• Saturday, July 20, 2024
businessday logo

BusinessDay

Jonathan confirms refineries will be fully privatised

businessday-icon
Nigerian refineries will be fully privatised as the country cannot continue to leave them moribund, President Goodluck Jonathan said on Thursday.
He also said the private sector which is already eager to take over will be encouraged to build more refineries in the country.
The president, however, did not state when the privatisation would take place.Jonathan stated this on set an interview with the African Independent Television (AIT) during a current affairs programme, Kaakaki, in Abuja.“We will privatise it completely in a way it would have no effect on Nigerians. So, we cannot continue to have refineries that would not work.“The most important thing is not just to privatise the government-owned refineries but allow the private sector to build their own refineries and that is where we are going.
“Normally, the private sector is better in terms of managing enterprises. The government is an evolution even from the time government manages everything. But now, if you look at it globally, the best practice is for government to create enabling environment for the private sector to drive the economy”, he said.Allaying fears of job losses that supposedly comes with privatisation, the president noted that the refineries will create more jobs for the teeming Nigerian youths, adding that the fear of the unknown makes people resist planned changes. “If the refineries are privatised and the private sector takes over, they are not going to bring people from the moon to work (there), they are still going to employ Nigerians, but there is the fear of the unknown which is normal in human behaviour. That makes people to resist some changes. But for the refineries, we will definitely do that”.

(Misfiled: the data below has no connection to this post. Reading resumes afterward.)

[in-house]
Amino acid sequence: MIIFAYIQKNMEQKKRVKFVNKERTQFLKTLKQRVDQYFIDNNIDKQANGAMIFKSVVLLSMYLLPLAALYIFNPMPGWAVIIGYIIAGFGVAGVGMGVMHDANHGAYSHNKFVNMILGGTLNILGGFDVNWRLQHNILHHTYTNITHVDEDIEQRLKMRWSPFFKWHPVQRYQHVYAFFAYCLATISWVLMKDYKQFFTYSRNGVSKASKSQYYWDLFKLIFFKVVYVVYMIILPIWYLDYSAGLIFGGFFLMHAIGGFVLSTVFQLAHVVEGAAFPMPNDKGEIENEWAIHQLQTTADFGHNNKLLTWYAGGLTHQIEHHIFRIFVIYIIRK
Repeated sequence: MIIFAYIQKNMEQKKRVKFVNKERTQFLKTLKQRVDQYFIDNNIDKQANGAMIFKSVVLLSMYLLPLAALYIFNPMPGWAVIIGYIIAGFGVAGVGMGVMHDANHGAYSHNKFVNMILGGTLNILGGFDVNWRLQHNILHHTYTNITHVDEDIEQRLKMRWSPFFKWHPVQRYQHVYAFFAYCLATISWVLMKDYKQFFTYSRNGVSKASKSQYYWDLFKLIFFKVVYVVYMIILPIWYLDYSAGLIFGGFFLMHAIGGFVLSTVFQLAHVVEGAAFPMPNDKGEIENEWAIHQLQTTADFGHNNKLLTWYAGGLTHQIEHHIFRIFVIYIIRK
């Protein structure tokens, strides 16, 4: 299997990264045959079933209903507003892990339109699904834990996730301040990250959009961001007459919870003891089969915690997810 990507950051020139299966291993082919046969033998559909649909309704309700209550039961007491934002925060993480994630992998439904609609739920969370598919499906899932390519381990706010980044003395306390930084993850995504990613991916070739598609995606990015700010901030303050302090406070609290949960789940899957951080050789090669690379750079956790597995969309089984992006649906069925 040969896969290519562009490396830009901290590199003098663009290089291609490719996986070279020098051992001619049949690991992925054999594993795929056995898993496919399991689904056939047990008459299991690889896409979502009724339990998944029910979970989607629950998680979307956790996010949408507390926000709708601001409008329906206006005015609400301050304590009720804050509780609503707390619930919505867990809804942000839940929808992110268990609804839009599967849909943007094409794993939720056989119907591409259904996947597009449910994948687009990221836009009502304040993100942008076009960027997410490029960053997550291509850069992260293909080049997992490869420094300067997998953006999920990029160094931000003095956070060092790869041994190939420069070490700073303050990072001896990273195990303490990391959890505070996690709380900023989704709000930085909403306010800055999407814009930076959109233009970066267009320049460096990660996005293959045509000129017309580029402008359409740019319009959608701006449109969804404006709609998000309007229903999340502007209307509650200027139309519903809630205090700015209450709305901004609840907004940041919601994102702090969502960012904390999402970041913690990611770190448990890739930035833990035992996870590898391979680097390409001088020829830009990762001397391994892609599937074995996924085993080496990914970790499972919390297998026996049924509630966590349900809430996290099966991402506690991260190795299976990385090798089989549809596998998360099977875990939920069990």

More than two decades after the plan was first mooted, the refineries continue to remain publicly owned and decrepit, barely operating at 20 percent of their capacity.
Mixed reactions had last year greeted the Bureau of Public Enterprises (BPE) disclosure of the privatisation of the nation’s four refineries in Warri, Kaduna and Port Harcourt (I&II) as part of the ongoing oil sector’s reforms with labour threatening industrial action.
President Olusegun Obasanjo had in 2006 approved the sale of the refineries, but his successor, the late President Umaru Yar’Adua, reversed it.
Speaking on the current fuel crisis rocking different parts of the country, Jonathan noted that it was not politically motivated, adding that it was unfortunate that Nigerians now play politics with everything. He said until Nigeria starts refining its own products within the country, it will continue to witness these issues once in a while.
“Until we start refining our crude oil to get our own products here within the country, we cannot get out of some of these. It is even really the policy of government. When you continue to export raw materials, you are actually exporting jobs. We have been working trying to bring back our refineries. Of course, at a time refineries were privatised. I remember when I was vice president both Kaduna and Port Harcourt refineries were privatised, a deposit of about $51 million was even paid by the companies that tried to take over…I think it is an area that we must make a deliberate attempt to see that we encourage the private sector. Luckily, a number of people in the private sector, the likes of Dangote Group, are ready to build their own refineries, not necessarily acquire those of the government.“It is not politically motivated. The way people play politics with everything in Nigeria is quite unfortunate. Pump prices are not constant but are based on changes in the international market.
“When I came as vice president in 2007, the price of crude oil at the international market dropped to about $40, there was a day it dropped to $38 per barrel and we dropped the pump price to N65 per litre. And we had to keep it up to N97 when it went up to about $111 per barrel at the international market. The cushioning gap was because the subsidy became unbearable to government. So we had to push it up to N97 per litre. Now that the international crude oil price has dropped back to about $60 or so, it would not be fair for you to still ask Nigerians to pay N97 except you want to deregulate completely”, he added.